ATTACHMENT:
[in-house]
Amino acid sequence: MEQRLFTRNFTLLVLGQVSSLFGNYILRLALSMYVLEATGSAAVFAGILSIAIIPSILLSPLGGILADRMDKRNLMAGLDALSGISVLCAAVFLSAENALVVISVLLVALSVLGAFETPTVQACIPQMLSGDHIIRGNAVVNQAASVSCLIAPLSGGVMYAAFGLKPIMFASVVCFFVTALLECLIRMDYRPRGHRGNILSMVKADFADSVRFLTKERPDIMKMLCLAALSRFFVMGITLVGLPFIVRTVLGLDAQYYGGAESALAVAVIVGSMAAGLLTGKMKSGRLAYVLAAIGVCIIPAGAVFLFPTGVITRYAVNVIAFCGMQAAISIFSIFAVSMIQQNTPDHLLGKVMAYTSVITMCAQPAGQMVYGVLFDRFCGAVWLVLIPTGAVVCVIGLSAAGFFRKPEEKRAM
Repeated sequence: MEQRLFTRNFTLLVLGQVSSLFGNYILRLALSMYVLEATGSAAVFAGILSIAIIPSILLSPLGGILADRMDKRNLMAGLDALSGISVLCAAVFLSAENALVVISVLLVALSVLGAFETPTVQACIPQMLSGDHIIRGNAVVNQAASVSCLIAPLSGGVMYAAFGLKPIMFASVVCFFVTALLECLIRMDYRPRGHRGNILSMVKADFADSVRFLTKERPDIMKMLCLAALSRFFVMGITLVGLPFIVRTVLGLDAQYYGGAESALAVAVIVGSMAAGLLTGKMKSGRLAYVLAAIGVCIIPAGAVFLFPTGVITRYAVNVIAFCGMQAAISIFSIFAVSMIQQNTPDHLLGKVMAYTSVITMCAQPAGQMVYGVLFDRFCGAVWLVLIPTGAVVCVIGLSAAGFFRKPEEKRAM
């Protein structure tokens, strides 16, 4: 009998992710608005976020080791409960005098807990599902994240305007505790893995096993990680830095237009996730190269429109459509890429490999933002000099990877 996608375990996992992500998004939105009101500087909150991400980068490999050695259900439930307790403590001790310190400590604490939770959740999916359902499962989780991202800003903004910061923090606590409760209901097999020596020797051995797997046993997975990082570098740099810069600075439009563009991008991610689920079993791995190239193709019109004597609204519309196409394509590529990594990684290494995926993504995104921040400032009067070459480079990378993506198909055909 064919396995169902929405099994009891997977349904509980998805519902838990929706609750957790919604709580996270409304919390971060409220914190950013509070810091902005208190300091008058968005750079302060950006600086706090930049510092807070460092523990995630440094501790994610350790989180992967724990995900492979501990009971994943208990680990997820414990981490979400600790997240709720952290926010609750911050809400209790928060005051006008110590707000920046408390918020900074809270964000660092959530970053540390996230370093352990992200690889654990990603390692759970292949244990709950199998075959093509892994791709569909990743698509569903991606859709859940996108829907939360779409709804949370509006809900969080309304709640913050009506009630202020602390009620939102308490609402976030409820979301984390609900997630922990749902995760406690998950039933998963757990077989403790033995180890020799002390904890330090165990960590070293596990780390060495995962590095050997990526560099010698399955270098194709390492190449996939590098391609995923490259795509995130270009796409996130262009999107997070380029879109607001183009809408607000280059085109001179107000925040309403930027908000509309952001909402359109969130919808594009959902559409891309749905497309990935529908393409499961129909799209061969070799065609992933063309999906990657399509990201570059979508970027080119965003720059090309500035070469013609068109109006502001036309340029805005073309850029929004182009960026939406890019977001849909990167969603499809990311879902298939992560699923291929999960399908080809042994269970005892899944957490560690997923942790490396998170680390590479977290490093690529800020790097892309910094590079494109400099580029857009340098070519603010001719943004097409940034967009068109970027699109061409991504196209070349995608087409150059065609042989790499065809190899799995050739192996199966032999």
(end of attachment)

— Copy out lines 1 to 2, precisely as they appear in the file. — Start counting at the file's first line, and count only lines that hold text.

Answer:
[in-house]
Amino acid sequence: MEQRLFTRNFTLLVLGQVSSLFGNYILRLALSMYVLEATGSAAVFAGILSIAIIPSILLSPLGGILADRMDKRNLMAGLDALSGISVLCAAVFLSAENALVVISVLLVALSVLGAFETPTVQACIPQMLSGDHIIRGNAVVNQAASVSCLIAPLSGGVMYAAFGLKPIMFASVVCFFVTALLECLIRMDYRPRGHRGNILSMVKADFADSVRFLTKERPDIMKMLCLAALSRFFVMGITLVGLPFIVRTVLGLDAQYYGGAESALAVAVIVGSMAAGLLTGKMKSGRLAYVLAAIGVCIIPAGAVFLFPTGVITRYAVNVIAFCGMQAAISIFSIFAVSMIQQNTPDHLLGKVMAYTSVITMCAQPAGQMVYGVLFDRFCGAVWLVLIPTGAVVCVIGLSAAGFFRKPEEKRAM